Nottinghamshire funding boost for 'bed-blocking' scheme
A scheme to cut "bed-blocking" in two of Nottinghamshire's hospitals has been given a £1m funding boost.
Bed-blocking refers to elderly patients who remain in hospital after their treatment is complete because there is nowhere suitable for them to go.
The extra money will pay for interim care, such as two-week care home placements, while longer term recovery plans are arranged.
Nottingham City Hospital and the Queen's Medical Centre are taking part.
Dr Guy Mansford, chief clinical officer at the NHS Nottingham West Clinical Commissioning Group, which plans local health services, said: "We have a crisis of pressure in our hospitals.
"We need to get our heads around the idea that when you admit someone, you need to plan their discharge."
What is bed-blocking?
- When an elderly patient is taking up a bed, no other patient can be admitted for routine surgery or emergency care, blocking the flow of patients through the hospital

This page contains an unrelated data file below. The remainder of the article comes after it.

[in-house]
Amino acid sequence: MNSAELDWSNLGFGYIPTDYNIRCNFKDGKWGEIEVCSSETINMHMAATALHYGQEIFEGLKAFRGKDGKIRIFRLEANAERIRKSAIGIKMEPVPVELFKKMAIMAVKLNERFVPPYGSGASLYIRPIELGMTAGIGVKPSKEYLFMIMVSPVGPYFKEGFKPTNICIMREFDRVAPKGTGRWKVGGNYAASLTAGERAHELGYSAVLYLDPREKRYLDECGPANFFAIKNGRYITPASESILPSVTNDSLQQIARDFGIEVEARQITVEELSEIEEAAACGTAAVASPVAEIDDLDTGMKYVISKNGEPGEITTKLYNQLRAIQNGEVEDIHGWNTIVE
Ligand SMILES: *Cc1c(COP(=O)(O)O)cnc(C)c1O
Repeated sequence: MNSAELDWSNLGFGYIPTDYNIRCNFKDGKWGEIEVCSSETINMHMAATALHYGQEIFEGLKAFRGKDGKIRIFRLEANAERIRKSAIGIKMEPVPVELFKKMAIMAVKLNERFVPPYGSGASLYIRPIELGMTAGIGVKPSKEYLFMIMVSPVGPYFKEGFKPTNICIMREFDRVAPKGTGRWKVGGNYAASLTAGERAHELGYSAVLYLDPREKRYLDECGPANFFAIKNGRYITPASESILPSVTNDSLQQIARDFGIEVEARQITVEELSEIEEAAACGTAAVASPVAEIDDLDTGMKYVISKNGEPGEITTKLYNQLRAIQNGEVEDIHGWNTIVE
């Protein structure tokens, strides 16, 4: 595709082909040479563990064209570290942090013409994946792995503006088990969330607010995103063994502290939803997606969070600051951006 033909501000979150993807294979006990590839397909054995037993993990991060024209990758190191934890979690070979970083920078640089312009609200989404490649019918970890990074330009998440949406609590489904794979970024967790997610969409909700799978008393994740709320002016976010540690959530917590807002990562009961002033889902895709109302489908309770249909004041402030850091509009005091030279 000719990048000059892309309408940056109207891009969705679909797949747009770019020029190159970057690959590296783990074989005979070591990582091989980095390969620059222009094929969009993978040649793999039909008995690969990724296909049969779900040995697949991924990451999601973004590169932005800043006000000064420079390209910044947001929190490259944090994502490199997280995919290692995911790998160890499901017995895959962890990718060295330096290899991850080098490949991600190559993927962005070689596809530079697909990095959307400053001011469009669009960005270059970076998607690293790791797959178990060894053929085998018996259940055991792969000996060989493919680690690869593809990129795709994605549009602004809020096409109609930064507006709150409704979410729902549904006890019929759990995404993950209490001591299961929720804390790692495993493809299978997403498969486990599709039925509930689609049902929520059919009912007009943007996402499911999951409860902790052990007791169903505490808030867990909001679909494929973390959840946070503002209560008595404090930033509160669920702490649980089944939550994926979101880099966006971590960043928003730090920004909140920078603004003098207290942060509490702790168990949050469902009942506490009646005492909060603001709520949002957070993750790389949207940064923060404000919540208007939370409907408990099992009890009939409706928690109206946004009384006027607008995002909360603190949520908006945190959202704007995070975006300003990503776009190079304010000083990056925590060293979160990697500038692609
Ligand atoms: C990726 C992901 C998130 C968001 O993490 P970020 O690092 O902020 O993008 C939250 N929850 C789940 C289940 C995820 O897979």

- When these patients leave hospital, they become the responsibility of external agencies, other than the NHS
- This means there can be bureaucratic hurdles to overcome as responsibility for the patient moves from one agency, with one budget, to another
- Delays can stem from financial disputes, long assessment procedures or problems accessing the right kind of care for the patient
Rob Heywood, director of operations at Nottingham's Queen's Medical Centre, said: "It's really important to maintain hospital flow. For everyone admitted, we need to make sure someone goes home."
In a report to Nottinghamshire County Council, Rushcliffe Clinical Commissioning Group states: "Evidence shows patients have a higher level of success of recovery and for gaining their independence, once they are out of hospital and in another setting such as a community hospital."
Nottingham West, Nottingham North and East and Rushcliffe Clinical Commissioning Groups (CCG) have made the extra funding available for the scheme.